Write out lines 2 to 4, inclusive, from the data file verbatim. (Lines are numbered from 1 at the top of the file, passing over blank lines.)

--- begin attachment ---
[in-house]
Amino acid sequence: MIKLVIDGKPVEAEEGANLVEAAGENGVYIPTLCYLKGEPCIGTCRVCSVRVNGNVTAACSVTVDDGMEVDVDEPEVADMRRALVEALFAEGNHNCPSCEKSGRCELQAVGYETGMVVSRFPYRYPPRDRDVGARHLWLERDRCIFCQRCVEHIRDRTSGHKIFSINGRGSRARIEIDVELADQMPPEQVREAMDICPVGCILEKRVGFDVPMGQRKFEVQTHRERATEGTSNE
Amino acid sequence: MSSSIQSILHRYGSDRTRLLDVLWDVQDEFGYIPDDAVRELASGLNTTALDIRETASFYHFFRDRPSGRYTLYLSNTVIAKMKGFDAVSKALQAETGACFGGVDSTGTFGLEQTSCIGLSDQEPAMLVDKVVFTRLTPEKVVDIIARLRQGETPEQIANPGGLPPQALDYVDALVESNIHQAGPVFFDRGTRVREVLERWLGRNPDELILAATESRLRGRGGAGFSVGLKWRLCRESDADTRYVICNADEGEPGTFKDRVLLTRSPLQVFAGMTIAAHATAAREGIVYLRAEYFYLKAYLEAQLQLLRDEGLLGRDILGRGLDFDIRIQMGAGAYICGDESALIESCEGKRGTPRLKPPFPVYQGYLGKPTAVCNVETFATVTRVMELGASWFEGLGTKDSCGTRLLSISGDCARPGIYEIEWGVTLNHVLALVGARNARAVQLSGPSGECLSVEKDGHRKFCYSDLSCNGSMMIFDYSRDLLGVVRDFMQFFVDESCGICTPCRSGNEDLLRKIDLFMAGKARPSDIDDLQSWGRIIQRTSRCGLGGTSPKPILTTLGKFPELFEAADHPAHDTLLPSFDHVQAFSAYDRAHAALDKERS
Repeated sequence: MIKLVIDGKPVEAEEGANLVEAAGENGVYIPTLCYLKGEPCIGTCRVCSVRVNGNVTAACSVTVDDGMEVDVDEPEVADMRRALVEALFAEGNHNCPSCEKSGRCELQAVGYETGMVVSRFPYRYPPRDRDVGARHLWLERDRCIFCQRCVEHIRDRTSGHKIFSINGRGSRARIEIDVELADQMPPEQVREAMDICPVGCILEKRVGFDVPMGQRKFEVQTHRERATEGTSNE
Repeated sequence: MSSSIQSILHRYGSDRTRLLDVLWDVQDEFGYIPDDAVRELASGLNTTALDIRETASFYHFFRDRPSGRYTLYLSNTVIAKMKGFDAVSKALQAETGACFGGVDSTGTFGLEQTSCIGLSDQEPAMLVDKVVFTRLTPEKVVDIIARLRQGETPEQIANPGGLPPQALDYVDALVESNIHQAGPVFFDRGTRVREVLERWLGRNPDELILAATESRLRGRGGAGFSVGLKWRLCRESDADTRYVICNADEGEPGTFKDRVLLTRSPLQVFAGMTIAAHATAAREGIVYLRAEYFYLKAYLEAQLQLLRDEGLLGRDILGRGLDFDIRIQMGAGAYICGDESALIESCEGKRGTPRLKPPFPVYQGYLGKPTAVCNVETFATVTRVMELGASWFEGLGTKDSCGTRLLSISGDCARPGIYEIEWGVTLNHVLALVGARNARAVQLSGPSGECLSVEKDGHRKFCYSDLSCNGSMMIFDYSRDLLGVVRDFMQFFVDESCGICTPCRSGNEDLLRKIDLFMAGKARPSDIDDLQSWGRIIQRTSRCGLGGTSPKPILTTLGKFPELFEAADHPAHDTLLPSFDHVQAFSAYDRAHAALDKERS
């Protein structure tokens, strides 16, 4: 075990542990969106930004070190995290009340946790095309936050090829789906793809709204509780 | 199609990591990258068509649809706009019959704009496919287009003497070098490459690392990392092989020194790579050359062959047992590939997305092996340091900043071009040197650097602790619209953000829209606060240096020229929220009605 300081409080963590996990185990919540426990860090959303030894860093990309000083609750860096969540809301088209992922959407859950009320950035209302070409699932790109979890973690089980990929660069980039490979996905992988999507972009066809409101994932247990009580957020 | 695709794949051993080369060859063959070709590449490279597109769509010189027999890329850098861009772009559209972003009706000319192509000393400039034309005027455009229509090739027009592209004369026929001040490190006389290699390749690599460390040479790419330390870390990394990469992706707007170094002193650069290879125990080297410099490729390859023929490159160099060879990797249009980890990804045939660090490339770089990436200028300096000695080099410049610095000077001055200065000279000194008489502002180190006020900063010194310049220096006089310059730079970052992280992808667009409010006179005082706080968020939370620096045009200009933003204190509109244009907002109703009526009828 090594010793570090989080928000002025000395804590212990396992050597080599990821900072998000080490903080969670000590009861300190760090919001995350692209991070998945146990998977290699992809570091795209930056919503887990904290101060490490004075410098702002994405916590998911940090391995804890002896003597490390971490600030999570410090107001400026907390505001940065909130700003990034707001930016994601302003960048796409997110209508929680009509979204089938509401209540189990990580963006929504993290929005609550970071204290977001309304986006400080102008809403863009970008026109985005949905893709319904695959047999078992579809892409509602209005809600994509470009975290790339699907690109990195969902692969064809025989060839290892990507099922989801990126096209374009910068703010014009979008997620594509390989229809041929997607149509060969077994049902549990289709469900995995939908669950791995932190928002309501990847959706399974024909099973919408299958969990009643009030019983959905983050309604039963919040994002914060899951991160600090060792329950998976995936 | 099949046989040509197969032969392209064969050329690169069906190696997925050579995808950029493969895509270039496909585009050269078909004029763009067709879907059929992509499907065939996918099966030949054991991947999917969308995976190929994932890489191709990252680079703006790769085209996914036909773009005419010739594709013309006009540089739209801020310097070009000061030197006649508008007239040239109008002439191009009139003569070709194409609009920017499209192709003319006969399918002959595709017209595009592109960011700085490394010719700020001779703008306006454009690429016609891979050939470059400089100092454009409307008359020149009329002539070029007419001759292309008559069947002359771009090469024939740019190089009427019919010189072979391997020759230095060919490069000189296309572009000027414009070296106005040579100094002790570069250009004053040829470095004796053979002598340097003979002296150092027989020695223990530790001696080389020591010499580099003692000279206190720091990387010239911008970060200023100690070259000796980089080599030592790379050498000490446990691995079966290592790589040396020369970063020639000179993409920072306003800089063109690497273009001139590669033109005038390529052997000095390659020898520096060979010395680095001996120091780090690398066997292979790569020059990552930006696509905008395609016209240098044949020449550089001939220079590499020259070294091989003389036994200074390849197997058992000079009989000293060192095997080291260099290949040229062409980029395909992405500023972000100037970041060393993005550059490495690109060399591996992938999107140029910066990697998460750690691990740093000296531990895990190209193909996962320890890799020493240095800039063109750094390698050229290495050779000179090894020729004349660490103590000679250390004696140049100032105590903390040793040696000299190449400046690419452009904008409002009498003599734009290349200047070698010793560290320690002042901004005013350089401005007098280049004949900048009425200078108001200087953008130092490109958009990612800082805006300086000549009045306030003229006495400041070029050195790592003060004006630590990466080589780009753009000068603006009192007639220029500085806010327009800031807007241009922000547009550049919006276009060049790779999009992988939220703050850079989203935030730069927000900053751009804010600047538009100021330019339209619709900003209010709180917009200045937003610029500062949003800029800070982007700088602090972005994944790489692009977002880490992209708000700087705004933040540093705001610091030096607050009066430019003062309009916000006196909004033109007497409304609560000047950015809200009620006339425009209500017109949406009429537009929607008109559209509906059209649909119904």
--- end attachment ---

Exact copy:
Amino acid sequence: MIKLVIDGKPVEAEEGANLVEAAGENGVYIPTLCYLKGEPCIGTCRVCSVRVNGNVTAACSVTVDDGMEVDVDEPEVADMRRALVEALFAEGNHNCPSCEKSGRCELQAVGYETGMVVSRFPYRYPPRDRDVGARHLWLERDRCIFCQRCVEHIRDRTSGHKIFSINGRGSRARIEIDVELADQMPPEQVREAMDICPVGCILEKRVGFDVPMGQRKFEVQTHRERATEGTSNE
Amino acid sequence: MSSSIQSILHRYGSDRTRLLDVLWDVQDEFGYIPDDAVRELASGLNTTALDIRETASFYHFFRDRPSGRYTLYLSNTVIAKMKGFDAVSKALQAETGACFGGVDSTGTFGLEQTSCIGLSDQEPAMLVDKVVFTRLTPEKVVDIIARLRQGETPEQIANPGGLPPQALDYVDALVESNIHQAGPVFFDRGTRVREVLERWLGRNPDELILAATESRLRGRGGAGFSVGLKWRLCRESDADTRYVICNADEGEPGTFKDRVLLTRSPLQVFAGMTIAAHATAAREGIVYLRAEYFYLKAYLEAQLQLLRDEGLLGRDILGRGLDFDIRIQMGAGAYICGDESALIESCEGKRGTPRLKPPFPVYQGYLGKPTAVCNVETFATVTRVMELGASWFEGLGTKDSCGTRLLSISGDCARPGIYEIEWGVTLNHVLALVGARNARAVQLSGPSGECLSVEKDGHRKFCYSDLSCNGSMMIFDYSRDLLGVVRDFMQFFVDESCGICTPCRSGNEDLLRKIDLFMAGKARPSDIDDLQSWGRIIQRTSRCGLGGTSPKPILTTLGKFPELFEAADHPAHDTLLPSFDHVQAFSAYDRAHAALDKERS
Repeated sequence: MIKLVIDGKPVEAEEGANLVEAAGENGVYIPTLCYLKGEPCIGTCRVCSVRVNGNVTAACSVTVDDGMEVDVDEPEVADMRRALVEALFAEGNHNCPSCEKSGRCELQAVGYETGMVVSRFPYRYPPRDRDVGARHLWLERDRCIFCQRCVEHIRDRTSGHKIFSINGRGSRARIEIDVELADQMPPEQVREAMDICPVGCILEKRVGFDVPMGQRKFEVQTHRERATEGTSNE